Unfortunately, as mere humans, we’re not immortal. Though we’re the smartest beings this side of the universe (TBD), we’re still at the mercy of our surroundings. It seems fit that one of our primary missions on this world is to keep living and learning for as long as possible.
Since Letter #9 was about using our human intuition to build better computers, I thought it was only right to parallel with talk of our own ambitions of human betterment―that is, using the technology we continue to develop and what we learn from it to pseudo-biologically build better humans.
Something genetically enhanced.
CRISPR, the groundbreaking genome editing method discovered by experts only a few years ago, is opening a new world of possibilities for the health and longevity of our species. This genetic technology is able to single out the bad genes and literally cut & paste to potentially eliminate them from future generations. By bad genes, I mean those that cause major genetic ailments like cancer, Alzheimer’s, Autism, Down Syndrome, etc., as well as those that make us susceptible to other serious diseases and conditions. Though, at this stage, CRISPR technology is premature — meaning primetime human gene editing probably won’t become a thing any time soon; however, scientists are working diligently to make this possibility a reality. Just a few months ago, during the International Summit on Human Gene Editing, the organizing committee announced their approval of human genome editing (as long as testing does not establish pregnancy). That means human gene trials are well underway, genetically enhancing human embryos to study their biology and germline cells, as well as to identify potential benefits and risks of proposed uses of genetic editing.
Nevertheless, genetically enhanced humans don’t come without a few caveats. Along with the hopes of building better humans, this decision also brings to light a debate of ethics and morals. Is it morally acceptable to select which traits you want in your baby? How would this affect society, culture, and ultimately the future of our species? Are we even ready to accept the idea of designer babies?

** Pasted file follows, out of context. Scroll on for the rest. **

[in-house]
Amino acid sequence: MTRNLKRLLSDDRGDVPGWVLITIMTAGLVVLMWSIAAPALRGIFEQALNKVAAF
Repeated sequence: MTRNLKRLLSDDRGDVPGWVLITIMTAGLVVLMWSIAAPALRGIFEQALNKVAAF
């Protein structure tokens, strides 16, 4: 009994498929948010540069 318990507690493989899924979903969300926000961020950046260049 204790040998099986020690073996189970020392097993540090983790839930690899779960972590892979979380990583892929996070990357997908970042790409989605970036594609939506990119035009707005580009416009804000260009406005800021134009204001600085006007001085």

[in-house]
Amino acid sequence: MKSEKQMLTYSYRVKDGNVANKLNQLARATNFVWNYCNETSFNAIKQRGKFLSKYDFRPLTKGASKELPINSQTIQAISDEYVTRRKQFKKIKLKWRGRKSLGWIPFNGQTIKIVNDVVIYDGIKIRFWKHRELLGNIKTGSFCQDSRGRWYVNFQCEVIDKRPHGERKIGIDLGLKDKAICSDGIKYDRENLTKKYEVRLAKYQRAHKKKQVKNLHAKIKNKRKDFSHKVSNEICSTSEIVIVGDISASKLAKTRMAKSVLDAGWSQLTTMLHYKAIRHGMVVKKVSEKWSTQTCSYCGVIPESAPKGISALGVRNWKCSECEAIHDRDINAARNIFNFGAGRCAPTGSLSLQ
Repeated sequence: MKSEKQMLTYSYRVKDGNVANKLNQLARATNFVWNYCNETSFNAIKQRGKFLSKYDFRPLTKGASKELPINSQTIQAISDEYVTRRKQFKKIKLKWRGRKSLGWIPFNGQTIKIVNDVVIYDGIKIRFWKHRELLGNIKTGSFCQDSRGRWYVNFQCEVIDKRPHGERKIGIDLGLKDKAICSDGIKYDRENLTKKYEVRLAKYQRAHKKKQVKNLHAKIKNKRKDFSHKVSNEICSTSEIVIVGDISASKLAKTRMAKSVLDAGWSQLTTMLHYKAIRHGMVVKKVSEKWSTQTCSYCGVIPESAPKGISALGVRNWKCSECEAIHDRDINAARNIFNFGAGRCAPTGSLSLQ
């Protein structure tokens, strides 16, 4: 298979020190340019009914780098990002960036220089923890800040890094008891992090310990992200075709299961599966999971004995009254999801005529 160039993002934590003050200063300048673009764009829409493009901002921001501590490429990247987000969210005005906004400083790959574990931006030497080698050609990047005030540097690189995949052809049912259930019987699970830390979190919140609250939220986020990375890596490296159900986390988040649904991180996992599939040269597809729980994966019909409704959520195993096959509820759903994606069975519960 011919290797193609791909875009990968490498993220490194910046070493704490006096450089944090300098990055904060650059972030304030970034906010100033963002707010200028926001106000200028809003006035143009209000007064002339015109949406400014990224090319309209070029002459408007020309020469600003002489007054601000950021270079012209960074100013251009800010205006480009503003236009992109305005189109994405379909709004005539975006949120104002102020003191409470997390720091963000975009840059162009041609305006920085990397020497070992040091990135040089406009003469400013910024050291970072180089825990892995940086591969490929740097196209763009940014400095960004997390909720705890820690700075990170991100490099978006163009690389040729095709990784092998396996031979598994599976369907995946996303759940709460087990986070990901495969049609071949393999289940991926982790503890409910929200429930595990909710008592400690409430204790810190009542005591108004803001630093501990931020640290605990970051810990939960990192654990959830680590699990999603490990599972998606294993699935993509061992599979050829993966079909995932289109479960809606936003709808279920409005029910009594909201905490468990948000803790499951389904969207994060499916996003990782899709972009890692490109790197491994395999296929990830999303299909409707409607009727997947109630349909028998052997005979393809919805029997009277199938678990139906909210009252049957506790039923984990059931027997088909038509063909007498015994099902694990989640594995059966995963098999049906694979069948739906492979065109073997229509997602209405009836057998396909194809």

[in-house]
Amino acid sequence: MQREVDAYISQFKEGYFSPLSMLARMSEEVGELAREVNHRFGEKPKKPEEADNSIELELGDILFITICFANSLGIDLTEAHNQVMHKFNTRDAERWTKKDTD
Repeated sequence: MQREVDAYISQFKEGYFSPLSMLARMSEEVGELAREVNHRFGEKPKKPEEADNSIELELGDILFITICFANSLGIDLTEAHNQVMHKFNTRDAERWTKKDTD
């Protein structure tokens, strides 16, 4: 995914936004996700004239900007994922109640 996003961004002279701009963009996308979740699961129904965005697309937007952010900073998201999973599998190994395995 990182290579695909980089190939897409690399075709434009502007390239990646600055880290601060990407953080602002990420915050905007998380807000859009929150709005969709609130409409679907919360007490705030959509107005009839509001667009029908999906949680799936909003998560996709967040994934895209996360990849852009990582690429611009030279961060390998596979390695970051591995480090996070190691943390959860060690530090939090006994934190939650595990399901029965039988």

Implants today don’t come as much of a surprise anymore, with people implanting NFC chips in their hands and arms to open car doors, or turn on their phones without touching any buttons (aka Biohacking). But neural implants are still especially ambitious, considering the fact that we don’t fully understand how the brain works. That didn’t stop Phil Kennedy in 1998 when he implanted neurotransmitters into the brain of a paralyzed 52-year-old Vietnam vet and it didn’t stop him in 2014 when he tried it on himself and almost lost his own mind in the process. Kennedy’s overall goal since the beginning of this project is to integrate mind and machine — to communicate with computers just by thinking. Real-life cyborgs. This whole story seems like it was ripped straight out of a Sci-Fi novel, probably because the second half of it was. Imagine not having to type or write anymore, just think and the cursor will do all the work. Then again, how would we efficiently control a computer with our mind if we don’t even have complete control over our thoughts? Especially in a world where our average attention span is a whopping 8.25 seconds.
Something all encompassing.
The YouTube documentary specialists, VPRO International, have an entire playlist dedicated to the advancement of the human condition called The Perfect Human Being Series. This series really encompasses every angle of what it means to be a human in this modern age, and what will become of us in the future. Discover different ideas on the future of our species through the minds of modern philosophers, technologists, and scientists from around the world.
The Internet Traveler
P.S. — I’d love to hear about the interesting things you’ve found on your own Internet travels. Tweet your finds to @cjdarnault with the link and a few words on the topic. I might include it in a future letter!